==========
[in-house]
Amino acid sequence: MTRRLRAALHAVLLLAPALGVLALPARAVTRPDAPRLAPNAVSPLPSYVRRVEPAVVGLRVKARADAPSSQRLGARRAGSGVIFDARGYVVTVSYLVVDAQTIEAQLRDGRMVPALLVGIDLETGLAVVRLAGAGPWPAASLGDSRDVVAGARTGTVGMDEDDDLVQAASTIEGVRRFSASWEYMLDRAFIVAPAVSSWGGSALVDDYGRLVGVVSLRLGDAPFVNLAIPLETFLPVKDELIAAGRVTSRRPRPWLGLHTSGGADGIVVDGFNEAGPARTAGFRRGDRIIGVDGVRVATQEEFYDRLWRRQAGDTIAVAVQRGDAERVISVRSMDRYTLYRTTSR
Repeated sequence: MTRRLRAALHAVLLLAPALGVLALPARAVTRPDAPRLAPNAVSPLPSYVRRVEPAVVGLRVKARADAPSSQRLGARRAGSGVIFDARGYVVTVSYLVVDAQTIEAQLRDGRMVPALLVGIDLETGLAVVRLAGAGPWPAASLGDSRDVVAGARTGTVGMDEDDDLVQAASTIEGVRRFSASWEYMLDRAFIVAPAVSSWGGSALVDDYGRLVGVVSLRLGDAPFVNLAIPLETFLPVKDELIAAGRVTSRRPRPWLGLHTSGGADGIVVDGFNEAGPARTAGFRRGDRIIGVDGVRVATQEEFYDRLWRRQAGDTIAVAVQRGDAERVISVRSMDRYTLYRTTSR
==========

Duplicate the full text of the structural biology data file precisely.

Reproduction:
[in-house]
Amino acid sequence: MTRRLRAALHAVLLLAPALGVLALPARAVTRPDAPRLAPNAVSPLPSYVRRVEPAVVGLRVKARADAPSSQRLGARRAGSGVIFDARGYVVTVSYLVVDAQTIEAQLRDGRMVPALLVGIDLETGLAVVRLAGAGPWPAASLGDSRDVVAGARTGTVGMDEDDDLVQAASTIEGVRRFSASWEYMLDRAFIVAPAVSSWGGSALVDDYGRLVGVVSLRLGDAPFVNLAIPLETFLPVKDELIAAGRVTSRRPRPWLGLHTSGGADGIVVDGFNEAGPARTAGFRRGDRIIGVDGVRVATQEEFYDRLWRRQAGDTIAVAVQRGDAERVISVRSMDRYTLYRTTSR
Repeated sequence: MTRRLRAALHAVLLLAPALGVLALPARAVTRPDAPRLAPNAVSPLPSYVRRVEPAVVGLRVKARADAPSSQRLGARRAGSGVIFDARGYVVTVSYLVVDAQTIEAQLRDGRMVPALLVGIDLETGLAVVRLAGAGPWPAASLGDSRDVVAGARTGTVGMDEDDDLVQAASTIEGVRRFSASWEYMLDRAFIVAPAVSSWGGSALVDDYGRLVGVVSLRLGDAPFVNLAIPLETFLPVKDELIAAGRVTSRRPRPWLGLHTSGGADGIVVDGFNEAGPARTAGFRRGDRIIGVDGVRVATQEEFYDRLWRRQAGDTIAVAVQRGDAERVISVRSMDRYTLYRTTSR